And to the supporters of Americans Helping Americans® who make the AHT grant program possible, Christy and Heather want them to know:
“We are thankful for the opportunity to implement these spaces in our campus to support our students. We are grateful for the generosity of the Americans Helping Teachers grant program.
“We are excited for the future of our students with the support of the calm down spaces.”
Another pair of AHT grant recipients are Renee Foraker and Lauren Sexton who are special education teachers at Rush Strong School, a Pre-k through 8th grade school in Strawberry Plains, Tennessee (pop. 2,200) who are using their $4,000 AHT grant to establish what are known as “Amygdala Recalibration Stations” to provide safe and calming spaces for students.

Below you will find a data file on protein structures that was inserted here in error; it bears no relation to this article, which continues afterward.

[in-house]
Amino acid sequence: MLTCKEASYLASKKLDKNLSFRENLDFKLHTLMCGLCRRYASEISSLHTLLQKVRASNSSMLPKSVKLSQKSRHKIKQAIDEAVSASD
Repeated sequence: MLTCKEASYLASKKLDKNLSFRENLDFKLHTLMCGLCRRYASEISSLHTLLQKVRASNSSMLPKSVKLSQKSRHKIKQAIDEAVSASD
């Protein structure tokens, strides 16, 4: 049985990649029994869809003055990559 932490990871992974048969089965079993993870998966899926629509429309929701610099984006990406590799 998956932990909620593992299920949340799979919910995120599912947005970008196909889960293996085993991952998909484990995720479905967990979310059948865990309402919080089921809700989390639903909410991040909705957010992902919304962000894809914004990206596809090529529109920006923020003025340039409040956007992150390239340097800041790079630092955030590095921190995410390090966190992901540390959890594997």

“Students with behavioral needs would benefit from an area to reset and refocus before entering back into the classroom,” said Renee in their grant application. “We would like to provide a mental health space, the Amygdala Recalibration Station, for students to do just that.”
They also recently reported on the success they’ve seen through the establishment of the recalibration station at their school.
“These spaces have given students an area to take a brief break in their day to retrain their brain and refocus before entering the classroom,” they told us. “Students have been able to develop emotional regulation skills and self-responsibility while being immersed in a calming environment.”
Each space has a shaggy rug, nature photographs, bean bag chairs and “calm down tools” including stress balls, lavender sachets “and other manipulatives.